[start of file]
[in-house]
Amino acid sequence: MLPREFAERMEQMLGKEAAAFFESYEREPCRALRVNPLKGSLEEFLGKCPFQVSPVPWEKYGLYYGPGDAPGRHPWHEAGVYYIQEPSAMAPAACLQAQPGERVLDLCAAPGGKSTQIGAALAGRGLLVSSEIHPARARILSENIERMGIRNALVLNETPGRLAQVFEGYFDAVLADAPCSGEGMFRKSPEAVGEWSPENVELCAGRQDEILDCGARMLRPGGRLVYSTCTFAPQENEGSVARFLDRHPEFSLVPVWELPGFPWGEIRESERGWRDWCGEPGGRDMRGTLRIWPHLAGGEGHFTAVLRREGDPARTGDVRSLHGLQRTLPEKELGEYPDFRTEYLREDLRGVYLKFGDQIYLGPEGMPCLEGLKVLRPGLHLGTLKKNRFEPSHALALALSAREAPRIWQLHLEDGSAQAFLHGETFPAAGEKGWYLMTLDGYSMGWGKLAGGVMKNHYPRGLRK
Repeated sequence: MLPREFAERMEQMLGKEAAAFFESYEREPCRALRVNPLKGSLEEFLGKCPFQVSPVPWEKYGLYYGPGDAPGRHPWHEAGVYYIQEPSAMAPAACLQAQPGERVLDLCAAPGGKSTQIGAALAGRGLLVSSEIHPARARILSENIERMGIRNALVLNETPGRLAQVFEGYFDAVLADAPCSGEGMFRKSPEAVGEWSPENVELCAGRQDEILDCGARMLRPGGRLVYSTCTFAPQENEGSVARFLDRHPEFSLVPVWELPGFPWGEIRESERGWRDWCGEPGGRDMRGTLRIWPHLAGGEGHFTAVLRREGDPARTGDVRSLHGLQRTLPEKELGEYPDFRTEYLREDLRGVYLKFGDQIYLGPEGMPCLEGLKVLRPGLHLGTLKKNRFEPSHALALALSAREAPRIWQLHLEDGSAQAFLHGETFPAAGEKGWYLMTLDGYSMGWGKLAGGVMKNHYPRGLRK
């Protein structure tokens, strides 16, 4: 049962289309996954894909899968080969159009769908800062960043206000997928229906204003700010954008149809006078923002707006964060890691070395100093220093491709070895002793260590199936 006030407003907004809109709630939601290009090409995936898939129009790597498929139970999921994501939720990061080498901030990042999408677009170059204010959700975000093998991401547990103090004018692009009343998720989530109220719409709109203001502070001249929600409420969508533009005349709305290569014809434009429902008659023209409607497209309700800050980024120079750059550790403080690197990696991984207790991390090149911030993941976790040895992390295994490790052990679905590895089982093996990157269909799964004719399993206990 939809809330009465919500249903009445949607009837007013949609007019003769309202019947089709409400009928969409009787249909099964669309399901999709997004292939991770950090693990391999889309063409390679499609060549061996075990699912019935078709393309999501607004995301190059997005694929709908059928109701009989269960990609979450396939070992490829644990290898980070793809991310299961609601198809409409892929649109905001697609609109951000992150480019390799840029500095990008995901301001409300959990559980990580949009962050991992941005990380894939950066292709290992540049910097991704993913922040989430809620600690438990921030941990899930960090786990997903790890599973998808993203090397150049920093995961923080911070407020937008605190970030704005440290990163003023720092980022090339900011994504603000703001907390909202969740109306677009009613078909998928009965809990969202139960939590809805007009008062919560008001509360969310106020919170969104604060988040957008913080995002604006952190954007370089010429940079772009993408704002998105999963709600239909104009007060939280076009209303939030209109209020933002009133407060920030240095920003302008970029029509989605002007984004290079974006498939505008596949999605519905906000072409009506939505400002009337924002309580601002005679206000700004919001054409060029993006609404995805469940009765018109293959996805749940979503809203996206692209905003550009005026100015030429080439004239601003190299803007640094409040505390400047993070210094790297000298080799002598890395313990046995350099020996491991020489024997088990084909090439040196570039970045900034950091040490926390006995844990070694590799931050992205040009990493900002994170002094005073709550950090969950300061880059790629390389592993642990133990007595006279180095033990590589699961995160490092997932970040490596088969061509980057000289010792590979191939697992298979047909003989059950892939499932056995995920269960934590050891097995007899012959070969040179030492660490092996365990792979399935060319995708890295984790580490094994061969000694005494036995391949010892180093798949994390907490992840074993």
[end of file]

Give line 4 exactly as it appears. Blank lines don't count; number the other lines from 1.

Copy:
């Protein structure tokens, strides 16, 4: 049962289309996954894909899968080969159009769908800062960043206000997928229906204003700010954008149809006078923002707006964060890691070395100093220093491709070895002793260590199936 006030407003907004809109709630939601290009090409995936898939129009790597498929139970999921994501939720990061080498901030990042999408677009170059204010959700975000093998991401547990103090004018692009009343998720989530109220719409709109203001502070001249929600409420969508533009005349709305290569014809434009429902008659023209409607497209309700800050980024120079750059550790403080690197990696991984207790991390090149911030993941976790040895992390295994490790052990679905590895089982093996990157269909799964004719399993206990 939809809330009465919500249903009445949607009837007013949609007019003769309202019947089709409400009928969409009787249909099964669309399901999709997004292939991770950090693990391999889309063409390679499609060549061996075990699912019935078709393309999501607004995301190059997005694929709908059928109701009989269960990609979450396939070992490829644990290898980070793809991310299961609601198809409409892929649109905001697609609109951000992150480019390799840029500095990008995901301001409300959990559980990580949009962050991992941005990380894939950066292709290992540049910097991704993913922040989430809620600690438990921030941990899930960090786990997903790890599973998808993203090397150049920093995961923080911070407020937008605190970030704005440290990163003023720092980022090339900011994504603000703001907390909202969740109306677009009613078909998928009965809990969202139960939590809805007009008062919560008001509360969310106020919170969104604060988040957008913080995002604006952190954007370089010429940079772009993408704002998105999963709600239909104009007060939280076009209303939030209109209020933002009133407060920030240095920003302008970029029509989605002007984004290079974006498939505008596949999605519905906000072409009506939505400002009337924002309580601002005679206000700004919001054409060029993006609404995805469940009765018109293959996805749940979503809203996206692209905003550009005026100015030429080439004239601003190299803007640094409040505390400047993070210094790297000298080799002598890395313990046995350099020996491991020489024997088990084909090439040196570039970045900034950091040490926390006995844990070694590799931050992205040009990493900002994170002094005073709550950090969950300061880059790629390389592993642990133990007595006279180095033990590589699961995160490092997932970040490596088969061509980057000289010792590979191939697992298979047909003989059950892939499932056995995920269960934590050891097995007899012959070969040179030492660490092996365990792979399935060319995708890295984790580490094994061969000694005494036995391949010892180093798949994390907490992840074993």